Martin Place – designing with tenants

by Mitch Ziems
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The transformation of Sydney’s No.1 Martin Place isn’t just historic because of the results. It also marks an important step forward for tenant-facility manager relations, writes MITCH ZIEMS.

In November of 2018, Charter Hall Office Trust unveiled The Portico, the newly transformed lobby and mezzanine at the historic No.1 Martin Place. The prestigious location of the first General Post Office in Sydney, its presence is credited with turning the area into one of Australia’s most iconic commercial and public spaces. What makes it worthy of note today, however, is not what it represents on the outside, but what it has come to represent inside: an important step forward for tenant-facility manager relations.

A new breed of tenant

Once the heart of Sydney’s legal and finance sectors, the offices along Martin Place are now home to some of the world’s leading technological titans.

LinkedIn, Expedia, Macquarie and DLA Piper can be found here, as can Microsoft, which opened its stunning, state-of-the-art technology centre at No.1 earlier this year. So popular is the area for companies looking to establish an Australasian base of operations that the locals have come to call it ‘Silicon Place’.

Tenants of such high renown bring with them a unique collection of needs and, with so many high-tech developments nearing completion in the area – especially in North Sydney, the tech heartland of Australia prior to the bursting of the dot-com bubble – it’s important for facility managers to ensure their properties are capable of satisfying them.

While some may have seen it as a necessary but costly expense, Charter Hall was different. The company saw an opportunity to connect with this new breed of tenants and rethink the office experience not just for them, but with them.

The feedback was immediate and clear: retain the historic structure of the precinct while providing for the modern way of working.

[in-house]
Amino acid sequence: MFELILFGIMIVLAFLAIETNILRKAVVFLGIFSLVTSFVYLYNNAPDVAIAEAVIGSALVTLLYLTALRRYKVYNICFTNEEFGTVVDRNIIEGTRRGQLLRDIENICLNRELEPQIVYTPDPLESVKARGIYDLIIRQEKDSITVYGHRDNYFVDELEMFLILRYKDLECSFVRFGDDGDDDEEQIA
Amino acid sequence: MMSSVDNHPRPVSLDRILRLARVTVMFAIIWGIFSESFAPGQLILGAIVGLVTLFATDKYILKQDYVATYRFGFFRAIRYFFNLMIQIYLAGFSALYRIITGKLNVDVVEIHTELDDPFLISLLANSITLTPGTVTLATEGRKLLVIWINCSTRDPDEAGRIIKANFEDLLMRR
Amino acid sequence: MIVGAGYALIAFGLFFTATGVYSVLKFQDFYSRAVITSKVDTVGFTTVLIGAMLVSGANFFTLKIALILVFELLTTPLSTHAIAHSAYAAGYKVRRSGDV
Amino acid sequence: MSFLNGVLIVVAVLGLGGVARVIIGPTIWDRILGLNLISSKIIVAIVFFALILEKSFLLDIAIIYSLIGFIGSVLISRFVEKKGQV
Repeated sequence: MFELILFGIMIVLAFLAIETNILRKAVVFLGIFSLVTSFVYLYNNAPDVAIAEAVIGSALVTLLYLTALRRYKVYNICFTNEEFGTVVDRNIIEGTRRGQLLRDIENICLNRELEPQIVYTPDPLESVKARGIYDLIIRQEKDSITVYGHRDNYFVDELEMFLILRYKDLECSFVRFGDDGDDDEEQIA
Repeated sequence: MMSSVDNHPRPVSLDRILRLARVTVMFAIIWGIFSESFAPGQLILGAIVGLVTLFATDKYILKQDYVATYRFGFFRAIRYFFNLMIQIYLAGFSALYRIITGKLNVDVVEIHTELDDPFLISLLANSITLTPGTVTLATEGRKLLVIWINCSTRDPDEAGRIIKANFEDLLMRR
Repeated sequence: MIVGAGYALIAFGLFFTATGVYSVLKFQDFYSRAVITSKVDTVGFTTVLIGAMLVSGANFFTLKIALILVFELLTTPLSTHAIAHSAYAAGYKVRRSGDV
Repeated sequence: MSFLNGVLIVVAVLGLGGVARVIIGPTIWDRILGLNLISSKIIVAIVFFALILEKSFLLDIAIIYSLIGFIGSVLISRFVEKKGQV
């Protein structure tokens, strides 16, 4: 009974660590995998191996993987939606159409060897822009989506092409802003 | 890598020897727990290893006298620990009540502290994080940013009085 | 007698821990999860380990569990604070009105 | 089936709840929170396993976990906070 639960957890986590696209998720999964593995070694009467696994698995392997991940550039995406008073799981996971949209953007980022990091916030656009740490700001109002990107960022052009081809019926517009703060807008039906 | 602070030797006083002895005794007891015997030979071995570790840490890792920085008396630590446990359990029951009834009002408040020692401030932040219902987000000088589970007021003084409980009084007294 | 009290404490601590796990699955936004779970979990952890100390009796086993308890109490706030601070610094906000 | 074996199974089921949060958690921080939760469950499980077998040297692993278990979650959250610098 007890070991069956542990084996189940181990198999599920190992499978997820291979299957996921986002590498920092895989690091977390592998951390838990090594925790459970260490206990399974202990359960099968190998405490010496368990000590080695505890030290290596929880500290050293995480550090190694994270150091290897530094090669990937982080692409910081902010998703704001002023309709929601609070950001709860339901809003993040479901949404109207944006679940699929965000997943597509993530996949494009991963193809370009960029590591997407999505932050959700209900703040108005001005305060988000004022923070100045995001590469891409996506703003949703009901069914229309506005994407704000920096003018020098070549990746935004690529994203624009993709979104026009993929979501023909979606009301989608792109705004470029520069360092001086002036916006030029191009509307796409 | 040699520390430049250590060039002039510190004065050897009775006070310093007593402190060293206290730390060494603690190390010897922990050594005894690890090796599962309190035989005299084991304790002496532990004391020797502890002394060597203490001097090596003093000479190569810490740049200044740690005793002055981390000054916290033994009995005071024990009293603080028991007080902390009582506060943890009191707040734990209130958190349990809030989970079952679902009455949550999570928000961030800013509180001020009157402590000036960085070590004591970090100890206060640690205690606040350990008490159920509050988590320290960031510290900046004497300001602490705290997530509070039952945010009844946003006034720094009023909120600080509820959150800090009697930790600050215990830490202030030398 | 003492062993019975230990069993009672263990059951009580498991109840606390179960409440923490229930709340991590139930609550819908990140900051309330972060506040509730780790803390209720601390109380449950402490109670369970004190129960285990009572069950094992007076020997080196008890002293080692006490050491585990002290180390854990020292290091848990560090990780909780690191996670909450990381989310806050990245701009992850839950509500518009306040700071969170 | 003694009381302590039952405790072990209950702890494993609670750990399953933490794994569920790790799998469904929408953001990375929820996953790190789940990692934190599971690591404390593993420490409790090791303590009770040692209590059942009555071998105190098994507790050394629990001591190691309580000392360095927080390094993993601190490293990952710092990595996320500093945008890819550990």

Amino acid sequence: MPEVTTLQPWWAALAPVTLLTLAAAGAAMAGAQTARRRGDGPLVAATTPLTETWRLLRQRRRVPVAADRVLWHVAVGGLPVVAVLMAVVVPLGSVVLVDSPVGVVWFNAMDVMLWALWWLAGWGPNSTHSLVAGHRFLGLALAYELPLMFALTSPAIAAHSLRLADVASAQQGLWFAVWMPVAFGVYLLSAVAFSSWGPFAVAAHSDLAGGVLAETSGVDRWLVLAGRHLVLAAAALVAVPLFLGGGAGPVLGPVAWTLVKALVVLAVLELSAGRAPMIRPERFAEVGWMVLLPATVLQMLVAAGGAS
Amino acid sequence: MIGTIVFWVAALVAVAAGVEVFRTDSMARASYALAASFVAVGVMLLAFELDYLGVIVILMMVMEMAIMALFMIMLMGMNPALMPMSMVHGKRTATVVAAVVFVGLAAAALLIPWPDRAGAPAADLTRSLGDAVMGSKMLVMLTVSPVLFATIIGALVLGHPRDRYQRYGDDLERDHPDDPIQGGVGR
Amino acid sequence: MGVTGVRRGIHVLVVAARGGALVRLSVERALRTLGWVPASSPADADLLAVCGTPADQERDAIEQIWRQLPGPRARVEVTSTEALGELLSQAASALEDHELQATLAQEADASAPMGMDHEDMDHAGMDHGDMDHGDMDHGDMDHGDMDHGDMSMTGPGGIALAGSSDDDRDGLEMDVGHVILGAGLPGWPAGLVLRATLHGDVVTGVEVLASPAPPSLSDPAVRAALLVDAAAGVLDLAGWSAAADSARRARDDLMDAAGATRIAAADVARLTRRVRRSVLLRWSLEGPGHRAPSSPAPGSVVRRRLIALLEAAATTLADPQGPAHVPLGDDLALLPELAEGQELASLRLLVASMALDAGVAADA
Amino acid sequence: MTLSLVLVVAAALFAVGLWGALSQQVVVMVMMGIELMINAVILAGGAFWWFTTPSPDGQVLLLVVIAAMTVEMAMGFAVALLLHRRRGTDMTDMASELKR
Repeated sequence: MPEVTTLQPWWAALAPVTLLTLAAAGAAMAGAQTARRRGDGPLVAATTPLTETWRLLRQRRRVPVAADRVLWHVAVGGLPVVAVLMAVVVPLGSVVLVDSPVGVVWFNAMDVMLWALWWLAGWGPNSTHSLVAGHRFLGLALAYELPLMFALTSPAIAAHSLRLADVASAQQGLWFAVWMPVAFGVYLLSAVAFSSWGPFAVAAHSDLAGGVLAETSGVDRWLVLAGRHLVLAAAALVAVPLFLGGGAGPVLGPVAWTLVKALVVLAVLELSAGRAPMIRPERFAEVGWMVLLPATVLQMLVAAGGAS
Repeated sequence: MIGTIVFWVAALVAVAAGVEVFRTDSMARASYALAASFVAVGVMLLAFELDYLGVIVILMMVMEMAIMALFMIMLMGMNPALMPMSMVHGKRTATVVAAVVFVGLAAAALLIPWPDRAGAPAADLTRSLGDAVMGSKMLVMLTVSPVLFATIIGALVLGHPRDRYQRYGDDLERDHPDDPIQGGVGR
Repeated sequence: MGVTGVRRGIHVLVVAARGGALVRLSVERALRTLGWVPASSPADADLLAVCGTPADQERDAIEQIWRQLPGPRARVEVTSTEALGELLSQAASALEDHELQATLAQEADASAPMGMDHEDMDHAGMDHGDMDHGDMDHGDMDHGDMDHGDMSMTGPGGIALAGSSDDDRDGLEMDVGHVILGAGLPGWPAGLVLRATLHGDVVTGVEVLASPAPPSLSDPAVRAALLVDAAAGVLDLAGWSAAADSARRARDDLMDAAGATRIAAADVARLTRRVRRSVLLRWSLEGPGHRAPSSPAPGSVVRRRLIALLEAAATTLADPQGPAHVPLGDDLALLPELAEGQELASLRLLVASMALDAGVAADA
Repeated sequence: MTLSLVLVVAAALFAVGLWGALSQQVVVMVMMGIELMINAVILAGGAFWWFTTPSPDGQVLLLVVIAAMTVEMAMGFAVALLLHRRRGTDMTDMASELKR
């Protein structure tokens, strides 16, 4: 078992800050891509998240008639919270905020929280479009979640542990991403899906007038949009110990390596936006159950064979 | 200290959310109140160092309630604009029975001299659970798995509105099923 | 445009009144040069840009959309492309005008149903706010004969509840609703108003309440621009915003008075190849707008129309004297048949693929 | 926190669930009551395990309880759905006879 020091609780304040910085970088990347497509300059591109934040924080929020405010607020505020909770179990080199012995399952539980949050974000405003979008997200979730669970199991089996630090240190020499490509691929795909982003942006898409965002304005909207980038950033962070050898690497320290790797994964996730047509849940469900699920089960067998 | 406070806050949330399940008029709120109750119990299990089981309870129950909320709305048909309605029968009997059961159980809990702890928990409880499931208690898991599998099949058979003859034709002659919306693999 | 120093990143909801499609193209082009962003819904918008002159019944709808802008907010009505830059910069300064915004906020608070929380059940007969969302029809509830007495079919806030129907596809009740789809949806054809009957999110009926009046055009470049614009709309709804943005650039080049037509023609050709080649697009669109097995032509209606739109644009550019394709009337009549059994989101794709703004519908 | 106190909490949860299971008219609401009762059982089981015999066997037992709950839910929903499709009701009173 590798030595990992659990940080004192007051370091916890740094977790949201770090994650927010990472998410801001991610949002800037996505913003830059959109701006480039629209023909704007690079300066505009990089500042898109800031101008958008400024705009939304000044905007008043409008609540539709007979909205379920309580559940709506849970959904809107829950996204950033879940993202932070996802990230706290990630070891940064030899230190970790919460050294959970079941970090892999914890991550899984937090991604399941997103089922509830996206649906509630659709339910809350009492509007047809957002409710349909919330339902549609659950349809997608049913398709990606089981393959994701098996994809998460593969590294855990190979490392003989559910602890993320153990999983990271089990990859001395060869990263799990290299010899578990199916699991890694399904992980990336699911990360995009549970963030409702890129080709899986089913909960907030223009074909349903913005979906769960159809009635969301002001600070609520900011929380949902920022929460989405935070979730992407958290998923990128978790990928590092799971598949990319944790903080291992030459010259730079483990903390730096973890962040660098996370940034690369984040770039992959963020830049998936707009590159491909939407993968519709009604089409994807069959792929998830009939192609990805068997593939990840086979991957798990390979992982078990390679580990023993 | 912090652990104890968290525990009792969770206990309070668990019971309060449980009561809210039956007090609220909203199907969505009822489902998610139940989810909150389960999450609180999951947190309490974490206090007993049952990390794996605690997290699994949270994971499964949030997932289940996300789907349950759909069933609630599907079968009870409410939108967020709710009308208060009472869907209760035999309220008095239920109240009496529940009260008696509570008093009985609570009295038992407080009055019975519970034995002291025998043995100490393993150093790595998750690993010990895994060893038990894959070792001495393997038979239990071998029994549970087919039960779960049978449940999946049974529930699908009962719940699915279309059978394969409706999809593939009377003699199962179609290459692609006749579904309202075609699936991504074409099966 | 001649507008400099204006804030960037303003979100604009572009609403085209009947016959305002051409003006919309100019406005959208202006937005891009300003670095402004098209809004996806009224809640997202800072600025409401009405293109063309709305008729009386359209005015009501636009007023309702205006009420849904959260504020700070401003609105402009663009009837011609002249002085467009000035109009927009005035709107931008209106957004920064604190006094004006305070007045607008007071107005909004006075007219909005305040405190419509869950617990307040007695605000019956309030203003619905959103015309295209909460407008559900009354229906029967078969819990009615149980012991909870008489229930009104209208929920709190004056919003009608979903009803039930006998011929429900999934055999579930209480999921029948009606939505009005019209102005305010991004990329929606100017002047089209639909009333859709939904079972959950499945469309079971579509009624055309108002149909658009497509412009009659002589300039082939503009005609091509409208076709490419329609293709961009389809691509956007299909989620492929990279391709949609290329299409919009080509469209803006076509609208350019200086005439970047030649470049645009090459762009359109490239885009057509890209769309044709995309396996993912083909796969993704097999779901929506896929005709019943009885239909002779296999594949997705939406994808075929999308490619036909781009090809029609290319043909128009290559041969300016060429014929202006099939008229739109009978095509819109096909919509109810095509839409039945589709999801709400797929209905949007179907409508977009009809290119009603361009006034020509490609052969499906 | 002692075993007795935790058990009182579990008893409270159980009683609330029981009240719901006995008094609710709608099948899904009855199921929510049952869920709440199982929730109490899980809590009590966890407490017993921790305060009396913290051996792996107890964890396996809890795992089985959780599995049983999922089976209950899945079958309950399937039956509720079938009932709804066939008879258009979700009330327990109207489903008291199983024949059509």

The transformed lobby of No.1 Martin Place.


The third place

Charter Hall launched a competition, calling for concepts that reflected the needs of a progressive, cutting edge tenant base.

Ultimately, Adriano Pupilli Architects (APA) and Mia Feasey, co-founder and CEO of Siren Design, were chosen to collaborate on the project. Siren Design would focus on the interior design, APA on the architecture, but the companies had a common goal: turn what was essentially a thoroughfare into a ‘third place’ – a communal area where tenants could work and socialise outside the office.

Flexibility was key. If The Portico was to be seen as a true extension of a tenant’s office, the space would need to provide a variety of options to ensure they would be comfortable, and their needs met. The team accommodated this by using furniture and lighting to denote different settings. Warm pendant lamps hang directly above the long tables in the centre of the room, providing plenty of light to work by, while the lounges near the opposite wall are less illuminated, creating a more intimate atmosphere.

The sense of community was further heightened through the inclusion of Portal Café, which delivers 100 percent of its profits to benevolent causes, and a pop-up art gallery space developed in collaboration with community art initiative Project [504].

The transformed lobby of No.1 Martin Place.


The value of connection

“I think it’s been a great example of how interior designers, architects, property groups and customers can work together to design truly great spaces,” says Feasey.

More than that, the transformation represents the potential that comes when those leading it allow their decisions to be informed by the needs of those for whom the transformation is designed.

Charter Hall’s collaborative approach gives a competitive edge. Not only does it demonstrate that it has its tenants’ needs in mind, but it also creates the kind of connection that could make the difference between a tenant staying, and leaving for a trendier district of the city.

“The Martin Place precinct has been going through a revitalisation, bringing with it a new breed of tenant in what was once the heart of the legal, finance and banking precinct of Sydney’s CBD. Charter Hall co-creates with its tenant customers to create truly unique ‘third spaces’ that are an extension of their workplace. No.1 Martin Place is a shining example of the vibrant, multi-functional spaces being created for our people, customers and the broader community,” says Charter Hall Office Trust fund manager, Trent James.

“As the way we work continues to change, Charter Hall is responding to our customers evolving needs by designing flexible work spaces that spark innovative thinking, enhance productivity and create a better workplace experience.”

On a broader scale, all facility managers can learn something from this case. Whether you manage a commercial property or one focused on a specific organisation, the value of connection between you and your tenant cannot be overstated. Look for ways to take a collaborative approach in your process, however small it may be, and you’re likely to see immediate benefits.

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